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Maintaining Your Investment

If you’re a homeowner, it’s almost certain that your home is the most valuable asset you will ever own. That’s why homeownership is often referred to as an investment. As any savvy investor will tell you, the key to success is protecting your investment.

The Essential


Although there are hundreds of ways to preserve your home’s value, there are a few essentials you must do regularly. The first, and perhaps most crucial, is the foundation. A bad foundation spells big trouble. This is especially important in Minnesota, where water intrusion can be a perennial problem for homeowners.

Good maintenance begins with a simple foundation check you can do yourself. Walk both the exterior and interior of your home and look for signs of cracking, bulging, or uneven surfaces. If you suspect there may be an issue, it’s advisable to have a professional assessment.


You should inspect and maintain your home’s roof annually (at least). You can check for damage by looking for “impressions”—small-to-medium sized dark spots—which are usually a tell-tale sign of hail damage. If you suspect hail or any other type of damage, it’s worth having a specialist come out to inspect your roof.

Additionally, having a home insurance policy with roof-replacement coverage is advisable. In the event of a storm that causes roof damage, which is not uncommon in Minnesota, a good insurance policy can cover most of the cost to replace your home’s roof—potentially saving you tens of thousands of dollars.

Furnace & AC

Your HVAC system should be regularly checked and serviced. If and when it comes time to sell your home, the furnace and the air conditioning are two things prospective buyers are sure to ask about. Having each system checked annually is relatively inexpensive—you can usually have your AC and furnace checked for less than $100 total (plus you can usually find some deals if you shop around).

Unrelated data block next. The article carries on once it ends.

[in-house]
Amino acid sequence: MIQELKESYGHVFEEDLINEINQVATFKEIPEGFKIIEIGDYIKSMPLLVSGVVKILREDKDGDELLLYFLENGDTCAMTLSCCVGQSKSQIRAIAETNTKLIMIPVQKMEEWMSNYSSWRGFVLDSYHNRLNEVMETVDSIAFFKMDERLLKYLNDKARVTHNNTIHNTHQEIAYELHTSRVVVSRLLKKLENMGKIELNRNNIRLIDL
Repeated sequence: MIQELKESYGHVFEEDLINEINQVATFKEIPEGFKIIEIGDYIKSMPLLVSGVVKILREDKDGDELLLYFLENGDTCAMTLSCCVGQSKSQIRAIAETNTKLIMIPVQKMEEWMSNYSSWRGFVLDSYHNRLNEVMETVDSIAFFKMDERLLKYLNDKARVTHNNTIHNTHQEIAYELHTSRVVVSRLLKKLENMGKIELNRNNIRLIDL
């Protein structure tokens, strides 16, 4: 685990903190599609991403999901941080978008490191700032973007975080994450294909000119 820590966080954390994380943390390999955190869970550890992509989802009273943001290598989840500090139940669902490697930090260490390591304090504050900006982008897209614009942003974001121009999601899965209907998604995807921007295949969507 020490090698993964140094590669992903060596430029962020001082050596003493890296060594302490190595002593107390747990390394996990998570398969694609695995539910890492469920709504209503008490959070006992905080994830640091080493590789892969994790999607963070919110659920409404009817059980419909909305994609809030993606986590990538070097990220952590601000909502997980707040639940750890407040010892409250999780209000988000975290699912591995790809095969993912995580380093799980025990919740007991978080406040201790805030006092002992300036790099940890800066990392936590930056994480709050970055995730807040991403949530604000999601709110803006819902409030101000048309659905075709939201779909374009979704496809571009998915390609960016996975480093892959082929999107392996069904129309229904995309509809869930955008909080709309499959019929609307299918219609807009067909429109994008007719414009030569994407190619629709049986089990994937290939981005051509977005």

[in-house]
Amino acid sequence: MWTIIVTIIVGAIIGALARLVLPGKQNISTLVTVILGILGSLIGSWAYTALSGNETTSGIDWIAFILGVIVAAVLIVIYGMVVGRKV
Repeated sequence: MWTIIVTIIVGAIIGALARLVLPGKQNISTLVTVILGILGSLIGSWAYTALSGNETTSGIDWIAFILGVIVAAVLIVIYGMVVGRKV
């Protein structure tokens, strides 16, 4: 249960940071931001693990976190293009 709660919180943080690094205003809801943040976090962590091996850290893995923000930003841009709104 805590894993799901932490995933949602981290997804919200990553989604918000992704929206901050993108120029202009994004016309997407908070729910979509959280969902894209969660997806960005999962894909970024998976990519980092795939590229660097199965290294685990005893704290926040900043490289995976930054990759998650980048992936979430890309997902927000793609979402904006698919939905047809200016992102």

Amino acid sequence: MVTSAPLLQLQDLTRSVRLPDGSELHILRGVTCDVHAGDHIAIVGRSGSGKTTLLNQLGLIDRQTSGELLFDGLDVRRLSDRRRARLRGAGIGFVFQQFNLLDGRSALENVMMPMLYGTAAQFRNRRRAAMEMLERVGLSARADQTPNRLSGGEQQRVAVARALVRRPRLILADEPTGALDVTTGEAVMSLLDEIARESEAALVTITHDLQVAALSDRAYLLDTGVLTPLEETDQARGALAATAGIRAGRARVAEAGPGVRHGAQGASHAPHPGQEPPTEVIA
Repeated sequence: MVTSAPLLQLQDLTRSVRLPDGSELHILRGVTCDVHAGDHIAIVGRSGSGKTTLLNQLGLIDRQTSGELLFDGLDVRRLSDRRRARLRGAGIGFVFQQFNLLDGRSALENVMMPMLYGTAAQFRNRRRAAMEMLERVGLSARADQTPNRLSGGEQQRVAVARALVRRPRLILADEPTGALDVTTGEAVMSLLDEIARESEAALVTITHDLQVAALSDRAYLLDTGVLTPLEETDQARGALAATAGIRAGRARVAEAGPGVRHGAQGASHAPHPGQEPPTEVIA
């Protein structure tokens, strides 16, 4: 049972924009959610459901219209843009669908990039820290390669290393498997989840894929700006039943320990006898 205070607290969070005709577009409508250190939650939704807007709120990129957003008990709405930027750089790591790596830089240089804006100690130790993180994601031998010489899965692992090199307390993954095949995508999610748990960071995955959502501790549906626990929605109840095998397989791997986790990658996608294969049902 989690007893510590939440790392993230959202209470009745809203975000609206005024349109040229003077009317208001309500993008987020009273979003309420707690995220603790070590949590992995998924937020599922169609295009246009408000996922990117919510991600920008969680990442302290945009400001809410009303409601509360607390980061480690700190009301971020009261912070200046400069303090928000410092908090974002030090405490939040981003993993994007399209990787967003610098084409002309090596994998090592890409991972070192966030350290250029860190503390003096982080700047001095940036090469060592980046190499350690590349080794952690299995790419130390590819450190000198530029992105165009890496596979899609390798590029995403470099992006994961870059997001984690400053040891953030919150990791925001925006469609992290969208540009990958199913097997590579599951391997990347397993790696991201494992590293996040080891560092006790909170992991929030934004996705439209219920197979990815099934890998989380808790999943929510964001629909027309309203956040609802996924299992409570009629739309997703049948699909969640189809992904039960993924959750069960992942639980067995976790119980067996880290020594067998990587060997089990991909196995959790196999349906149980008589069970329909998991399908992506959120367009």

Maintenance throughout Your Home

With those bigger ticket items covered, the list of things to maintain in your home is seemingly endless. What you focus on depends in part on the location, type, age, and size of your home. With that in mind, refer to this list, organized by area, of things that should be regularly checked and maintained. Unless otherwise noted, these tasks should be performed annually.

  • Inspect siding for signs of wear or damage
  • Clean gutters twice a year—typically best to do in the spring and late fall once leaves have dropped
  • Inspect chimney and dryer vent to ensure proper ventilation
  • Check flashing between windows and doors—replace if not intact
  • Drain outdoor hoses and faucets in the fall
  • Clean kitchen range hood
  • Clean oven at least twice a year
  • Inspect dishwasher hose and drainage
  • Check sink drainage
  • Clean refrigerator and ensure temp settings are functioning properly (check items toward back of fridge for signs of freezing)
  • Check sink and bath/shower drainage
  • Check the shut off valve/supply on all toilets
  • Inspect shower/tub for signs of cracking
  • Check grout between tiles and re-grout if there are signs of deterioration
Living Rooms and Bedrooms
  • Test electrical outlets
  • Test carbon monoxide/smoke alarms, replace batteries if necessary
  • Inspect interior window and doors for signs of draft
  • Clean screens on windows/storm doors
  • Replace furnace filters at least quarterly
  • Check sump pump to ensure proper function
  • Clean dehumidifiers
  • Inspect hot water heater
  • Check for any signs of water intrusion (regularly during non-winter months)

While this list is by no means exhaustive, performing these checks and following up with required maintenance will protect the value of your home, and shield you from the time and expense of major repair projects further down the road.